Journal Article

Reduction in High Rates of Antibiotic-Nonsusceptible Invasive Pneumococcal Disease in Tennessee after Introduction of the Pneumococcal Conjugate Vaccine

Thomas R. Talbot, Katherine A. Poehling, Tina V. Hartert, Patrick G. Arbogast, Natasha B. Halasa, Mitchel Ed, William Schaffner, Allen S. Craig, Kathryn M. Edwards and Marie R. Griffin

in Clinical Infectious Diseases

Published on behalf of Infectious Diseases Society of America

Volume 39, issue 5, pages 641-648
Published in print September 2004 | ISSN: 1058-4838
Published online September 2004 | e-ISSN: 1537-6591 | DOI: https://dx.doi.org/10.1086/422653
Reduction in High Rates of Antibiotic-Nonsusceptible Invasive Pneumococcal Disease in Tennessee after Introduction of the Pneumococcal Conjugate Vaccine

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Background. Invasive pneumococcal disease (IPD) is a burgeoning problem, with rates of antibiotic-nonsusceptible IPD, in particular, increasing during the past decade. One measure to combat IPD is vaccination with the recently introduced 7-valent pneumococcal conjugate vaccine (PCV).

Methods. To evaluate the effects of the introduction of PCV in 2000 on the epidemiology of antibiotic-nonsusceptible IPD, a database of IPD cases from January 1995 through December 2002 identified through active surveillance in 5 Tennessee counties was examined. For each case, clinical data were collected, and antibiotic susceptibility testing and serotyping were performed on available isolates.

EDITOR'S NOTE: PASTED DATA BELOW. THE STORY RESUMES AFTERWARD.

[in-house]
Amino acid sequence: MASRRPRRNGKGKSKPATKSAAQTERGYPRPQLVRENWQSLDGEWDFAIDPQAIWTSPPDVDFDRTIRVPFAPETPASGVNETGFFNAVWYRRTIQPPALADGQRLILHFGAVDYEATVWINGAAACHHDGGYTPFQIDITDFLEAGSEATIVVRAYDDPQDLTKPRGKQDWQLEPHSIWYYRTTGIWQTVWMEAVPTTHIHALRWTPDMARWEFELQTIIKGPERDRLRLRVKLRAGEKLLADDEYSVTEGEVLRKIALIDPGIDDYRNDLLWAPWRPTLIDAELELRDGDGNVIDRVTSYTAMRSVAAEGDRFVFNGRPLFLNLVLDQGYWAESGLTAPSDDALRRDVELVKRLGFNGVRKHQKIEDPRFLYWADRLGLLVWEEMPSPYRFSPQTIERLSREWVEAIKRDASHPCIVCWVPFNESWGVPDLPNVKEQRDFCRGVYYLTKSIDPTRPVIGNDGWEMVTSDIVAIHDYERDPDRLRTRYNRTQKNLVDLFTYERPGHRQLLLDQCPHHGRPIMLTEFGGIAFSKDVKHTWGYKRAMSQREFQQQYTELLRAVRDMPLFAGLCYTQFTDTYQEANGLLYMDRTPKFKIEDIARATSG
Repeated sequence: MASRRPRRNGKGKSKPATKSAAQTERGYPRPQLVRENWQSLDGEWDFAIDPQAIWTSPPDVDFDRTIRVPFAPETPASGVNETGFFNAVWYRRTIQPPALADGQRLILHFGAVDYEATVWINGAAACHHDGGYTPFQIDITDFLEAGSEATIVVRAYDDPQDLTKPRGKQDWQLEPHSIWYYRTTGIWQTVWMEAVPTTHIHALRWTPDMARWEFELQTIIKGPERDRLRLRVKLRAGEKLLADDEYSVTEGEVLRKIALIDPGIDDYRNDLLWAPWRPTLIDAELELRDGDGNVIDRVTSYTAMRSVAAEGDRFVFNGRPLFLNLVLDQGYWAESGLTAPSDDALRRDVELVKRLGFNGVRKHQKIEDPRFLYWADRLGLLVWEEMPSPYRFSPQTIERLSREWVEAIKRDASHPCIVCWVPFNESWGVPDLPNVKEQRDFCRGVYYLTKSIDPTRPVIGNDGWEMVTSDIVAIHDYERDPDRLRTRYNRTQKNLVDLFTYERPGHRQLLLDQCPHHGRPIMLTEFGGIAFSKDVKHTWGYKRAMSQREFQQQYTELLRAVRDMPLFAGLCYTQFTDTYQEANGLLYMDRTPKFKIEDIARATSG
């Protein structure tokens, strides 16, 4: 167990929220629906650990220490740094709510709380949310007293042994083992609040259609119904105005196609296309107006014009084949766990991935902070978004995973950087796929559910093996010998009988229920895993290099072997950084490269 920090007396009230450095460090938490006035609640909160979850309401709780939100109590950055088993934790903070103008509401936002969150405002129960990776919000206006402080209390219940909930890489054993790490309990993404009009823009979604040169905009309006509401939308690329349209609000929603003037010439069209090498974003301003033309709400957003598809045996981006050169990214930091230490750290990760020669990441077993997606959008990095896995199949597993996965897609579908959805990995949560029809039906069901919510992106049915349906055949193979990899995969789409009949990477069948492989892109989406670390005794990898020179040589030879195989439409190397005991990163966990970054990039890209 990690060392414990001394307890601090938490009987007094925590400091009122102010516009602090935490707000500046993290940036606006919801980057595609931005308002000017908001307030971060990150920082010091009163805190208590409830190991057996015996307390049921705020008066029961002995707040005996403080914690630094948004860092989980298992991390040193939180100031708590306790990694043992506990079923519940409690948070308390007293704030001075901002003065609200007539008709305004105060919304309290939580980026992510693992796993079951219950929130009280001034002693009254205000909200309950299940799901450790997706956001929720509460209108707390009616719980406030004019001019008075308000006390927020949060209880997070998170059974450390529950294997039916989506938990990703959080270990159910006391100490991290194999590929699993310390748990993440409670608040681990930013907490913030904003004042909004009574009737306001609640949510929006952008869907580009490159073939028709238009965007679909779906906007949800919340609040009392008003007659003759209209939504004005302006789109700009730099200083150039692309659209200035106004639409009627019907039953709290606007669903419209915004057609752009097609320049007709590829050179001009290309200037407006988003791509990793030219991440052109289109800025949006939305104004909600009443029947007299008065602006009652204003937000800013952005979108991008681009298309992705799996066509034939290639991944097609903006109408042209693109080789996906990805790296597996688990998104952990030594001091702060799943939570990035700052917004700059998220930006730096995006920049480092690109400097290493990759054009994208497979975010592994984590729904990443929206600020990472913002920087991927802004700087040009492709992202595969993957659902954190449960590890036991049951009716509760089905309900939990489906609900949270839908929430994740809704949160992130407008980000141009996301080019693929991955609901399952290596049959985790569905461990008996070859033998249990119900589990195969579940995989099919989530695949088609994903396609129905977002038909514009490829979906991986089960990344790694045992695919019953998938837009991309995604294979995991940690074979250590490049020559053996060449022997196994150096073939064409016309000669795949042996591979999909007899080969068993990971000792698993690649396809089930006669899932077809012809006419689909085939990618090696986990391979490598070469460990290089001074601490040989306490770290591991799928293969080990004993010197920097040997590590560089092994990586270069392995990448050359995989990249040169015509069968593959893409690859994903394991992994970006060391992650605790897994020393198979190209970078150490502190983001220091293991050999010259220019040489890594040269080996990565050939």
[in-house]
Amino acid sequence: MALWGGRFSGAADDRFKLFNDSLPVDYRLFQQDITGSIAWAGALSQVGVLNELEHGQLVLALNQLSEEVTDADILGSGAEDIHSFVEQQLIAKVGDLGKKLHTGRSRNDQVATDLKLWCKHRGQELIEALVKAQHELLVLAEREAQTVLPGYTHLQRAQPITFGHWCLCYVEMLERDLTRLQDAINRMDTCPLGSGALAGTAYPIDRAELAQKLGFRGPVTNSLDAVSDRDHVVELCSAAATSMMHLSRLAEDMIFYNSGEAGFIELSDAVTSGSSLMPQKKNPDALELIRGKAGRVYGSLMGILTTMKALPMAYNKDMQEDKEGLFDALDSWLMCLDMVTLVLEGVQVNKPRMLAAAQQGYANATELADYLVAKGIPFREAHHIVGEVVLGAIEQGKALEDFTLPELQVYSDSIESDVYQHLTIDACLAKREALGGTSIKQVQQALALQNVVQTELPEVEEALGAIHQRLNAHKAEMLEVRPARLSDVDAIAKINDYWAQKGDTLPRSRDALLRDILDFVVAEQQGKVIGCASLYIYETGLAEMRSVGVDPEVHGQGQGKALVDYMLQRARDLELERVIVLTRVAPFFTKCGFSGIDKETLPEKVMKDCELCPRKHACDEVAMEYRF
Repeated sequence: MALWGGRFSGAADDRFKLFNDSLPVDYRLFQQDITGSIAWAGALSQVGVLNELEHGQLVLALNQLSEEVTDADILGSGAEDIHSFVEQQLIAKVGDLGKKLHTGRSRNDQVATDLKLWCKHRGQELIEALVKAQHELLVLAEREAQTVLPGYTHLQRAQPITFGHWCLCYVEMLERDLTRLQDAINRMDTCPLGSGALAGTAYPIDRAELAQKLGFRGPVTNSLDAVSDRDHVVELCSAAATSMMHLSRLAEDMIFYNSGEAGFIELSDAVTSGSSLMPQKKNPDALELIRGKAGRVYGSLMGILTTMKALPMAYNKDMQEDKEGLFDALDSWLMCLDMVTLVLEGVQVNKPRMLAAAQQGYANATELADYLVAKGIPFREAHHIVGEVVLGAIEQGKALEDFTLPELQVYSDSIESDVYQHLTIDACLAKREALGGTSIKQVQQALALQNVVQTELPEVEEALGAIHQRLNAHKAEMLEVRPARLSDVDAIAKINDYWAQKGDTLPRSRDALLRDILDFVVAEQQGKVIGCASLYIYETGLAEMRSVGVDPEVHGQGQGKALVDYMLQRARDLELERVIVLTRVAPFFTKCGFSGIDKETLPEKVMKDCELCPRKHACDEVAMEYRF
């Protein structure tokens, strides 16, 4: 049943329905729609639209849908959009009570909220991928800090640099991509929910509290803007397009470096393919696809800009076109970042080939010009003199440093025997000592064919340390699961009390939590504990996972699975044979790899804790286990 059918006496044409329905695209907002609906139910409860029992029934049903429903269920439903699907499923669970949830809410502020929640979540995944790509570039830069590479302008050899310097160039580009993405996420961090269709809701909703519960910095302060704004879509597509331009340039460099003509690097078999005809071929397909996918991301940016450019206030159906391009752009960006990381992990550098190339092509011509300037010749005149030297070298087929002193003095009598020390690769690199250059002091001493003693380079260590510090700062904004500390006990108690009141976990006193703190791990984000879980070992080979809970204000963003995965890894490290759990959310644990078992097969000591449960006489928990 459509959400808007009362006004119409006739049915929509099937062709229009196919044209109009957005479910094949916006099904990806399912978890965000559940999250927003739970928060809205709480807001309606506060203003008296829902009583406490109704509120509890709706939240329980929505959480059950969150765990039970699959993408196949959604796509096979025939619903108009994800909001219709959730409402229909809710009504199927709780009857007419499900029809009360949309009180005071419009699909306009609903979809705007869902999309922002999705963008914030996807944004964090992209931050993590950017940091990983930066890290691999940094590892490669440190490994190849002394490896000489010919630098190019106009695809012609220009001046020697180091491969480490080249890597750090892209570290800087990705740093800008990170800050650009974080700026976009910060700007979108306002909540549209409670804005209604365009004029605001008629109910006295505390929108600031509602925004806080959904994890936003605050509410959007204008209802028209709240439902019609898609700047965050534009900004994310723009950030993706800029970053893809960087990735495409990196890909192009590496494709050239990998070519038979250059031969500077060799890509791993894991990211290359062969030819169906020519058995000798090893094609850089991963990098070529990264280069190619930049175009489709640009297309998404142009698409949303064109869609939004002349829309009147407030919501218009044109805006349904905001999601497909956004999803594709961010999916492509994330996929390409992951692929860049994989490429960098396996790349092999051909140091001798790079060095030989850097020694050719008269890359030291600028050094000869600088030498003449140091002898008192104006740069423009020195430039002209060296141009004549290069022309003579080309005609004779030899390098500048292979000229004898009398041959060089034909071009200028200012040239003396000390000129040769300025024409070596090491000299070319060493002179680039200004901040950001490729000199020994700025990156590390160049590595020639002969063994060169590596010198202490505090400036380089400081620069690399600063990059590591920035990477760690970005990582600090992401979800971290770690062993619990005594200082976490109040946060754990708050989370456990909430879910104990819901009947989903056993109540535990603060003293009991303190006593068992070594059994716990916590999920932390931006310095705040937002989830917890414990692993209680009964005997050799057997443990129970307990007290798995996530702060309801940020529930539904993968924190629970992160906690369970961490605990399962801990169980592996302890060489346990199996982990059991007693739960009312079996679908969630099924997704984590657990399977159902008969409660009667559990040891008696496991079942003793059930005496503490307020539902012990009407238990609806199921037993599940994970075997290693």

Results. Among children younger than 2 years, IPD rates peaked at 235 cases per 100,000 in 1999 before decreasing, after PCV licensure, to 46 cases per 100,000 in 2002 (P < .001). The proportion of penicillin-nonsusceptible IPD isolates from this age group declined from 59.8% in 1999 to 30.4% in 2002 (P < .01). After 2001, similar decreases in IPD rates and in the proportion of antibiotic-nonsusceptible isolates recovered were seen among persons aged 2 years and older (P < .01). Rates of IPD due to PCV-associated serotypes declined after PCV introduction in all age groups (P < .001), whereas the rate of IPD due to nonvaccine serotypes increased among persons aged 2 years and older.

Conclusions. In the 2 years since licensure, widespread PCV vaccination of children has resulted in dramatic declines in the proportion of antibiotic-nonsusceptible isolates in Tennessee. PCV vaccination of children also appears to be a highly effective method for reducing the burden of IPD in adults.

Journal Article.  4304 words.  Illustrated.

Subjects: Infectious Diseases ; Immunology ; Public Health and Epidemiology ; Microbiology

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